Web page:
Facilitating A Conversation: Literacy Across the Curriculum

Where do we start when the goal is to inform faculty that the school improvement plan includes a focus on literacy across the curriculum?

I know the thought might automatically go to the inevitable groans of “I don’t have time for that;" however, behind those groans is some truly great thinking. This occurs when conversation is valued over compliance in the initial process.

1.     Start with what may seem obvious to some: what is the definition of literacy? There needs to be a consensus amongst faculty on what literacy actually means.

According to LiteracyAdvance.org, Literacy is “The ability to read, write, speak and listen, and use numeracy and technology, at a level that enables individuals to express and understand ideas and opinions, to make decisions and solve problems, to achieve their goals, and to participate fully in their community and in wider society. Achieving literacy is a lifelong learning process.”

2.     Lay a foundation for understanding the levels of literacy: basic, intermediate, and disciplinary. We used Doug Buehl’s book Developing Readers in the Academic Disciplines as a resource. Understanding that disciplinary literacy is at the highest level of literacy really clicked for some faculty.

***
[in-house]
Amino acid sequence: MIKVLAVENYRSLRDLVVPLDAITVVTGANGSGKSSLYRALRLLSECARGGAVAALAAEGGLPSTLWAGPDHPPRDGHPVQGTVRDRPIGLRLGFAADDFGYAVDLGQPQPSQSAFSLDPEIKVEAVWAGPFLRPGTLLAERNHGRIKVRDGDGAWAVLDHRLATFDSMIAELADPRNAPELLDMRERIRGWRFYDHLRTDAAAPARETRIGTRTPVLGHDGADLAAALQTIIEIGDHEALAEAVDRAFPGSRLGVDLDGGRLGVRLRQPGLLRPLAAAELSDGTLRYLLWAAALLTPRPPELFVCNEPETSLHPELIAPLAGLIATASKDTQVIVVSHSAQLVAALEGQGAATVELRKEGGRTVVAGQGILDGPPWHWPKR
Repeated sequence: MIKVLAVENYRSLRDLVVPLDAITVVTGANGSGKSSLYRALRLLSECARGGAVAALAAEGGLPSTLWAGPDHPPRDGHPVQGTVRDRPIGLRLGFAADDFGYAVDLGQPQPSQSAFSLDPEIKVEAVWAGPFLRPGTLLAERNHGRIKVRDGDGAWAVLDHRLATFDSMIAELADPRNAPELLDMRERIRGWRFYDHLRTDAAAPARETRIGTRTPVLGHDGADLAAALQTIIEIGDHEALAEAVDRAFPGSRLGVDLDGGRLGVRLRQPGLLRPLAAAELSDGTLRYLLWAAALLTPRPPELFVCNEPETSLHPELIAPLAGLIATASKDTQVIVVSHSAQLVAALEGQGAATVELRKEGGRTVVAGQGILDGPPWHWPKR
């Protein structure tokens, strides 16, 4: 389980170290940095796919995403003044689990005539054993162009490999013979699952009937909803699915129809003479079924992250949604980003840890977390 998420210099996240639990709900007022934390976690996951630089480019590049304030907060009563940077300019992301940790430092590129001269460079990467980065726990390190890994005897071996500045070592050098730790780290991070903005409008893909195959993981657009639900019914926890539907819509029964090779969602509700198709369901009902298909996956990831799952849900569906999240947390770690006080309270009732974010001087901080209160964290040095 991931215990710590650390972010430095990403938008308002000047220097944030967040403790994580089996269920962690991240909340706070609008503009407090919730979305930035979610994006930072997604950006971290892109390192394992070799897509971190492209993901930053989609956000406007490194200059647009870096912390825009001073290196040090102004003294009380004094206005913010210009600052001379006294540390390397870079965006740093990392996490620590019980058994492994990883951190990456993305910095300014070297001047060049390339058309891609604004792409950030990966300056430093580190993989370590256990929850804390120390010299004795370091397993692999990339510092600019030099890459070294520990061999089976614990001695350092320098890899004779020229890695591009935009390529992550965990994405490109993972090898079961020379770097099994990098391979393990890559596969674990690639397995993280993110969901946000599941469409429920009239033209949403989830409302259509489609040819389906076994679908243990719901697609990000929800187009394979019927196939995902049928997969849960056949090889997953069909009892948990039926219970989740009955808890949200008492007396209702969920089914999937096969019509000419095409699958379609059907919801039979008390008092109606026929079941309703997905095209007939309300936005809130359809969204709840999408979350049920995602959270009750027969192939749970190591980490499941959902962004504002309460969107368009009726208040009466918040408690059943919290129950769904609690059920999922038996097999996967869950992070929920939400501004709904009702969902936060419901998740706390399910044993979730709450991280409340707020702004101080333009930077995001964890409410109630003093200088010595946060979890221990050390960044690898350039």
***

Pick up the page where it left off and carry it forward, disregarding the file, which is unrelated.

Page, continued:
3.     Brainstorm what it means to read in each of the academic disciplines. What does it mean to read through a scientific lens? A literary lens? A mathematical lens? Or any of our other academic disciplines? We need to define “What a literate person looks like?” through each of our own disciplinary lenses. Starting with the literacy area of reading is relatable for most faculty members.

4.     Divide into curricular areas. Within these groups, have a faculty leader facilitate the conversation on what a literate student looks like in that content area. I know it may seem elementary, but the blank person outline really worked (after the comments that it looked like a dead body outline-insert laughs).

 Example of a blank literate person outline.

Example of a blank literate person outline.

5.     Collect literate people outlines and dismiss faculty.

6.     Facilitators will then coalesce the ideas. Theresa and I noticed that there was a natural categorization happening. Ideas fit into one or more of the following areas: Standards, Thinking, Methods, Fears, and Content.

Our next steps are to take our findings to administration and plan our next professional development with the faculty. Look for that blog soon.